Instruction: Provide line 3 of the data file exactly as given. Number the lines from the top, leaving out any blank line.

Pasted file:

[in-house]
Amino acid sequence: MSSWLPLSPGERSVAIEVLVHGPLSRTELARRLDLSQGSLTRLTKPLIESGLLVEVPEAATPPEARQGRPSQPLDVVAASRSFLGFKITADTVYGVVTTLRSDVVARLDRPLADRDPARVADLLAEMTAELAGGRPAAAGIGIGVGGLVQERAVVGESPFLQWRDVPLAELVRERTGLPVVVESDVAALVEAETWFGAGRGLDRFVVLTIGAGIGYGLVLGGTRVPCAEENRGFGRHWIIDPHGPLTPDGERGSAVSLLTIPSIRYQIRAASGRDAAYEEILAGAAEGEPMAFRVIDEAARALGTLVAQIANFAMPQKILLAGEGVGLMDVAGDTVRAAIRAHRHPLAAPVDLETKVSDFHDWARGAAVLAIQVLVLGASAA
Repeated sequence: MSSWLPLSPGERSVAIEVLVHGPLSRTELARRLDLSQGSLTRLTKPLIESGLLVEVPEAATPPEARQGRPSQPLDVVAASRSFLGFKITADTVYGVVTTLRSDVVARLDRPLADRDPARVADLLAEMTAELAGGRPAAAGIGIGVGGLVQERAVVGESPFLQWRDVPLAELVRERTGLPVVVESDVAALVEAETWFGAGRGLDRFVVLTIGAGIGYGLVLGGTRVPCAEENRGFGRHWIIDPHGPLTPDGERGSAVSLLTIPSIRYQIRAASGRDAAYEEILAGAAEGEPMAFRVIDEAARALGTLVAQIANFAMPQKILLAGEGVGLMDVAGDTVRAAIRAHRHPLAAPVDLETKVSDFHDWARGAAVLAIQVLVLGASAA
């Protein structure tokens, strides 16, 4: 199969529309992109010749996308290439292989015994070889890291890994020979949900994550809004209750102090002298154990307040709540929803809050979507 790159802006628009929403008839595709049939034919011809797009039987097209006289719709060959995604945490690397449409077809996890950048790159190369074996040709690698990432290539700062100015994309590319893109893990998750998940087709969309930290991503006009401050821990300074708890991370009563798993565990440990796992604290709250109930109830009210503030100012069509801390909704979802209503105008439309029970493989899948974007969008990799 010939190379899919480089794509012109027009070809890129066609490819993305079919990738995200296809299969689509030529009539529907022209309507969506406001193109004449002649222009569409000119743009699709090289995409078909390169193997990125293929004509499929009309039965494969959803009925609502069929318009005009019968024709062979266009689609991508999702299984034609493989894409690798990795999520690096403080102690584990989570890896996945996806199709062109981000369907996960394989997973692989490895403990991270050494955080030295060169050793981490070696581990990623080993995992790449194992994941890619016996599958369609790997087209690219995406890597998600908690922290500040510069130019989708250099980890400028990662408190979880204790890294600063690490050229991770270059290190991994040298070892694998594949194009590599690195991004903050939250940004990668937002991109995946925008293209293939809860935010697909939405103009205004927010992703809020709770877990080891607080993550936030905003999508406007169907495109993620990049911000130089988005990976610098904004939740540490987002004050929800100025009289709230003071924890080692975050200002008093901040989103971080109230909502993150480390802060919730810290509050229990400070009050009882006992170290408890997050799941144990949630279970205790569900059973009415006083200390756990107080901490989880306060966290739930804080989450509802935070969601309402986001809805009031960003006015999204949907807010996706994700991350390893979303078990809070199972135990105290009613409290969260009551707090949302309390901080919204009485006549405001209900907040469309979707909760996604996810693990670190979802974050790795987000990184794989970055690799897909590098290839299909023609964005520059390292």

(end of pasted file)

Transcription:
Repeated sequence: MSSWLPLSPGERSVAIEVLVHGPLSRTELARRLDLSQGSLTRLTKPLIESGLLVEVPEAATPPEARQGRPSQPLDVVAASRSFLGFKITADTVYGVVTTLRSDVVARLDRPLADRDPARVADLLAEMTAELAGGRPAAAGIGIGVGGLVQERAVVGESPFLQWRDVPLAELVRERTGLPVVVESDVAALVEAETWFGAGRGLDRFVVLTIGAGIGYGLVLGGTRVPCAEENRGFGRHWIIDPHGPLTPDGERGSAVSLLTIPSIRYQIRAASGRDAAYEEILAGAAEGEPMAFRVIDEAARALGTLVAQIANFAMPQKILLAGEGVGLMDVAGDTVRAAIRAHRHPLAAPVDLETKVSDFHDWARGAAVLAIQVLVLGASAA